candidates who did comply with the prescribed processes in a timely manner and it would throw the presidential nominating process into added turmoil.

I. A. Like many states, Virginia has a comprehensive regulatory scheme governing its various elections, including presidential primary contests. candidate seeking Under the Commonwealth’s election laws, a to participate in a Virginia presidential

primary is required to file with the Virginia State Board of Elections (the Board) “petitions signed by at least 10,000

qualified voters, including at least 400 qualified voters from each congressional district in the Commonwealth, who attest that they intend to participate in the primary of the same political party as the candidate . . . by the primary filing deadline.” Va. Code Ann. § 24.2–545(B). In addition to requiring 10,000 signatures from qualified voters, Virginia law places restrictions on who can circulate petitions. According to section 24.2-521 of the Virginia Code,

a “candidate for nomination by primary for any office shall be 3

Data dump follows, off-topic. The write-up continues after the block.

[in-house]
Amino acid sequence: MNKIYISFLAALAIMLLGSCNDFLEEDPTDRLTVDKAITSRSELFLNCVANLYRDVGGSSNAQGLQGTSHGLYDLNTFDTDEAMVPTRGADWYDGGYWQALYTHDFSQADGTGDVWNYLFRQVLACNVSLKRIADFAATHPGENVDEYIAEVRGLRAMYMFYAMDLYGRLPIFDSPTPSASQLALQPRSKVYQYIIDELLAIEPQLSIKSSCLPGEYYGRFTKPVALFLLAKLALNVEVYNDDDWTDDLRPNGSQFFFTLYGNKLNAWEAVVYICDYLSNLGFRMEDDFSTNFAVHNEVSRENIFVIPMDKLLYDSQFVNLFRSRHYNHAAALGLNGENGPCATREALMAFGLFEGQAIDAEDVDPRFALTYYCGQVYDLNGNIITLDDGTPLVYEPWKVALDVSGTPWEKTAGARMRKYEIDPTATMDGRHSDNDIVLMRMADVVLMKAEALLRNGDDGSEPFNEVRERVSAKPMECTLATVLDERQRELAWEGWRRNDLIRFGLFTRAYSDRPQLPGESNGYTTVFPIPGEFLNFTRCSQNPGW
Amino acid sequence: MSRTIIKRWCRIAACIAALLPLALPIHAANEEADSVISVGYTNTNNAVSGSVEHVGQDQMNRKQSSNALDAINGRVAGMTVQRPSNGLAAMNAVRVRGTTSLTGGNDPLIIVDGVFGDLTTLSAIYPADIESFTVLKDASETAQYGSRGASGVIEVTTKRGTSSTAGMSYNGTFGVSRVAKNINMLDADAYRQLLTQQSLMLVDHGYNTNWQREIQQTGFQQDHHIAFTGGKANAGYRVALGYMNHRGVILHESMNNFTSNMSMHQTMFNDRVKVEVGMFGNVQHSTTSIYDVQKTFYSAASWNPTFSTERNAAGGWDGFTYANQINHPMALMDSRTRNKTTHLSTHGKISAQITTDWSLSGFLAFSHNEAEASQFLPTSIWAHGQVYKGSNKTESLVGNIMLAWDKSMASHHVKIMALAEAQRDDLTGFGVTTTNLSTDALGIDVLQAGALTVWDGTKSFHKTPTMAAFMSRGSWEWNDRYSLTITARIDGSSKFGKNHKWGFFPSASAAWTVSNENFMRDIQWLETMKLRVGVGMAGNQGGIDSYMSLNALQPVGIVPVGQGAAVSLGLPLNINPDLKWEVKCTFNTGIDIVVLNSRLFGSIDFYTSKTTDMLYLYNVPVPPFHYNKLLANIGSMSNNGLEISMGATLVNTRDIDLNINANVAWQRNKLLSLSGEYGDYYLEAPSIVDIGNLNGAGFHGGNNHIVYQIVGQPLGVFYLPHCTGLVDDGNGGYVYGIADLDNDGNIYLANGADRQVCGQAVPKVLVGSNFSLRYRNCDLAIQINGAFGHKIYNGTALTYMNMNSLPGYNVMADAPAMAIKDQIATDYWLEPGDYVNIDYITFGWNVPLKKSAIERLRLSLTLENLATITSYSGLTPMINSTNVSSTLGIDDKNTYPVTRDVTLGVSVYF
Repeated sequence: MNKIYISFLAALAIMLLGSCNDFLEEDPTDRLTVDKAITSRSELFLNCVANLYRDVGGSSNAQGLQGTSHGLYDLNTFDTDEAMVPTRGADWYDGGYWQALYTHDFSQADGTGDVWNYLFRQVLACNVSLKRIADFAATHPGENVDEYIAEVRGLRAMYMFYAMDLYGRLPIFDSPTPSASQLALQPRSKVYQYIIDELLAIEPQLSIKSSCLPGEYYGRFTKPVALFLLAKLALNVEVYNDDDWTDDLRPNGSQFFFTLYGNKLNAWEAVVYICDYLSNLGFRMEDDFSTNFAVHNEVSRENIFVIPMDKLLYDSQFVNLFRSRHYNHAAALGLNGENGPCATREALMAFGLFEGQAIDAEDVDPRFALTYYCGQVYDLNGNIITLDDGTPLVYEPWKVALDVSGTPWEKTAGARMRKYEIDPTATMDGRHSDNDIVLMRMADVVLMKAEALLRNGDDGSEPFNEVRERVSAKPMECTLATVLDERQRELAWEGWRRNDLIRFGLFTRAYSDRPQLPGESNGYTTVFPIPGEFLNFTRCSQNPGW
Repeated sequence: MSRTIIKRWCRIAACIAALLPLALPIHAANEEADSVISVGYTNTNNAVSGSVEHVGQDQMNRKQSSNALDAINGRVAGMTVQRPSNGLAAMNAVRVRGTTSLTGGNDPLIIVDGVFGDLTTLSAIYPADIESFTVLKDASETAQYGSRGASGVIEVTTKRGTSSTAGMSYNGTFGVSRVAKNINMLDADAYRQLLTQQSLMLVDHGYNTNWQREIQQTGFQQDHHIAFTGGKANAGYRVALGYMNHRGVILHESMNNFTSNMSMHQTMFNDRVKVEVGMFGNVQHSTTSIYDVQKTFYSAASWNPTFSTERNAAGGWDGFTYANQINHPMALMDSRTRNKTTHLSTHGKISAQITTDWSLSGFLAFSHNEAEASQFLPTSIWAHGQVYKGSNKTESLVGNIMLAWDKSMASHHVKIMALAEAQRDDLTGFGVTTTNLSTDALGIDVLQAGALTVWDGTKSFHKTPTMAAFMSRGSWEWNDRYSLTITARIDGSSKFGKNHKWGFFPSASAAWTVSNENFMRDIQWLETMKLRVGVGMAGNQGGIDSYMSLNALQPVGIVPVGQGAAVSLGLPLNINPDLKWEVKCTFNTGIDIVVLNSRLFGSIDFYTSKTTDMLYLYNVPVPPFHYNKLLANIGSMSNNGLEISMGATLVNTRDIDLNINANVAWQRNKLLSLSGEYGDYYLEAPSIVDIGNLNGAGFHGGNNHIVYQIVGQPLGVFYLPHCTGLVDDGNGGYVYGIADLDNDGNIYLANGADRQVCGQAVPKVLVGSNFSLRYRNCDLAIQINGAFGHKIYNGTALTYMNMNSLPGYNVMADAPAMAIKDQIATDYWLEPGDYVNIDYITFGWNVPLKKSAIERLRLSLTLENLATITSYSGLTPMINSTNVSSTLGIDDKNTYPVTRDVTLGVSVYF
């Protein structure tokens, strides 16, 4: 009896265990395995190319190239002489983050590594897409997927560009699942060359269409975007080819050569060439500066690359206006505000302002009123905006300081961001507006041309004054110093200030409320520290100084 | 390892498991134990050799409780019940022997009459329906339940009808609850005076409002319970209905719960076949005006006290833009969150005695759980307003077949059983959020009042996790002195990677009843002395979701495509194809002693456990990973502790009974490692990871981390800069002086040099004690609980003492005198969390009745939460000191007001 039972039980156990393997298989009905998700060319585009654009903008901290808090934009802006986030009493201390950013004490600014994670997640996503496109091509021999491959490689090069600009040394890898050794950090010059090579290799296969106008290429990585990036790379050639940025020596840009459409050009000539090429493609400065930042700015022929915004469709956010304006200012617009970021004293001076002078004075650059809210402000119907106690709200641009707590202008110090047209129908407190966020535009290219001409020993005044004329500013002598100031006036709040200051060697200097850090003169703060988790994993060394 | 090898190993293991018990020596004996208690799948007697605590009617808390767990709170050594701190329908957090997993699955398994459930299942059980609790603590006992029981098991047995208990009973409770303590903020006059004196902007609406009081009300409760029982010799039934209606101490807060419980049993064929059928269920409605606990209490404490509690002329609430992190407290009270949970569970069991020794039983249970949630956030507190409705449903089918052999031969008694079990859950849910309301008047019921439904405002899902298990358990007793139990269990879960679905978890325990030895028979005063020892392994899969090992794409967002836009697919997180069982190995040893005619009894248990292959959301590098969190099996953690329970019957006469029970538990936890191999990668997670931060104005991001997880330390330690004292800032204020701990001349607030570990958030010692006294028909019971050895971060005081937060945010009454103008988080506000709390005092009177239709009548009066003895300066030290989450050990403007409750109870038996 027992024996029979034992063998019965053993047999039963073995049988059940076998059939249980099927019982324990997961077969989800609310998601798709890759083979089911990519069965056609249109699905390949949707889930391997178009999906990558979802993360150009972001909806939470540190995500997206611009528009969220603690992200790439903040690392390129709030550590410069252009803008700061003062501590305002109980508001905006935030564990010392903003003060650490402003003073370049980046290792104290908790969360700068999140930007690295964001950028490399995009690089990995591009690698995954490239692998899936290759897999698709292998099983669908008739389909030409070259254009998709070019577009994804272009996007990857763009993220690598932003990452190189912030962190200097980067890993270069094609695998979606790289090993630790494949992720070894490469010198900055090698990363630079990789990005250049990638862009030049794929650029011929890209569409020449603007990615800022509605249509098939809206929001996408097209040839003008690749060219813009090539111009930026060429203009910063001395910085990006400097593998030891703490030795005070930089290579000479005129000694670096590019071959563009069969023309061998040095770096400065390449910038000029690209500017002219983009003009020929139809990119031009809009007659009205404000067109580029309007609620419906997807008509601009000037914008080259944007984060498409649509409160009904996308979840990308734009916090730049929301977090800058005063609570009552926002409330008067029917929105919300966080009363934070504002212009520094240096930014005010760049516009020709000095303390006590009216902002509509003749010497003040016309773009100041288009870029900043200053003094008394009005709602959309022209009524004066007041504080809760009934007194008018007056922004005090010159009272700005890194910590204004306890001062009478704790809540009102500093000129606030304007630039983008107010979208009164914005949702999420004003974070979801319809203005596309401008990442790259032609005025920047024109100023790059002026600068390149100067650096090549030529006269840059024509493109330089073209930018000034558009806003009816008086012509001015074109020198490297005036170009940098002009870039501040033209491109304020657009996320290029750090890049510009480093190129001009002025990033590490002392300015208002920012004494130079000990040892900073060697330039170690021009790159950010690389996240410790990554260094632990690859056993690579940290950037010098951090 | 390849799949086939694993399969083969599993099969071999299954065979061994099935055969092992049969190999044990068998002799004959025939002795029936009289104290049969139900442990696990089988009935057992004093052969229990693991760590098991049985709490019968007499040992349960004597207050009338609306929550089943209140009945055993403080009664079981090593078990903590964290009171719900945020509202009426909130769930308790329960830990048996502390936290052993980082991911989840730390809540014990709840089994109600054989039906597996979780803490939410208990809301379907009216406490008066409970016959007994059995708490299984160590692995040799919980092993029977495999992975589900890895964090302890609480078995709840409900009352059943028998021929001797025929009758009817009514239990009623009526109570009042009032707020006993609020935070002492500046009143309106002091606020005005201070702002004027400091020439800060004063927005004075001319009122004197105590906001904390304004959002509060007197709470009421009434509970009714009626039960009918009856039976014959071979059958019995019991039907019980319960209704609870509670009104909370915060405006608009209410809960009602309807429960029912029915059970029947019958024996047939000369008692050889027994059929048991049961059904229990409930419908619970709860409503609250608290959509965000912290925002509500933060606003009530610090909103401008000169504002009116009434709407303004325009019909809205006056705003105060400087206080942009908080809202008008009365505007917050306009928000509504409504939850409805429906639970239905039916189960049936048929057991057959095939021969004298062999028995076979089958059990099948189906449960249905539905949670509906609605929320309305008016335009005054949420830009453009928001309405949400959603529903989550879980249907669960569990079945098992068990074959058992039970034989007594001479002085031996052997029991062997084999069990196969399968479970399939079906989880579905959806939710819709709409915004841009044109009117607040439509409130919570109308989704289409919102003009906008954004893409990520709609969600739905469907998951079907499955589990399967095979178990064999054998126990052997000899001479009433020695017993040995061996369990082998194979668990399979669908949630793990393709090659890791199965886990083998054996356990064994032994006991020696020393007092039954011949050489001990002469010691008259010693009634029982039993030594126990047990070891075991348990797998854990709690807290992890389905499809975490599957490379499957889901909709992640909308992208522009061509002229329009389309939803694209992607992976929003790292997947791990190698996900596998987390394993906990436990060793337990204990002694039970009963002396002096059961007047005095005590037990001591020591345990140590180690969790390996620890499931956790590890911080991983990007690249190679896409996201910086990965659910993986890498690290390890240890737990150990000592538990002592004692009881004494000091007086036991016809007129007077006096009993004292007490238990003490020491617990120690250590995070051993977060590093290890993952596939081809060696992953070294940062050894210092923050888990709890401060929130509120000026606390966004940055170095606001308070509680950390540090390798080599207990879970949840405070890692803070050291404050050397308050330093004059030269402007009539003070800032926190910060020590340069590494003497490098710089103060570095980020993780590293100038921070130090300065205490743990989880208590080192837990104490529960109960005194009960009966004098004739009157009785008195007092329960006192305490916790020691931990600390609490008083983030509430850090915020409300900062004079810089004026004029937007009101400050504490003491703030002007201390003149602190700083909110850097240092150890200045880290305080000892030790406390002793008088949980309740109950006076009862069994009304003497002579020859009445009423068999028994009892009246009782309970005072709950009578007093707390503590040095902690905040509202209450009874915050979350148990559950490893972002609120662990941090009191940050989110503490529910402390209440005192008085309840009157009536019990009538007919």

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required to file with his declaration of candidacy a petition for his name to be printed on the official primary ballot,” and each signature on that petition must “have been witnessed by a person who is himself a qualified voter, or qualified to

register to vote, for the office for which he is circulating the petition.” Id. § 24.2–521. Among other requirements, one must

be “a resident of the Commonwealth” to be qualified to vote in Virginia. Id. § 24.2–101. Consequently, only Virginia

residents can serve as petition circulators for the purposes of a Virginia primary election campaign. Virginia law also provides that the “requirements

applicable to a party’s primary shall be determined at least 90 days prior to the primary date and . . . approved by . . . the State Board.” Id. § 24.2–545(A). The Board in turn is

empowered to “make rules and regulations and issue instructions and provide information” that is consistent with the

Commonwealth’s election laws. these provisions, Duties the and Board

Id. § 24.2-103. adopted a

In keeping with entitled for






Virginia’s 2012 presidential primary contest on May 25, 2011. The document made clear that candidates were required to file their “Consent/Declaration of Candidacy” as well as petitions by December 22, 2011. In its “Petition Requirements,” the document

also reiterated that a candidate must provide on each page of 4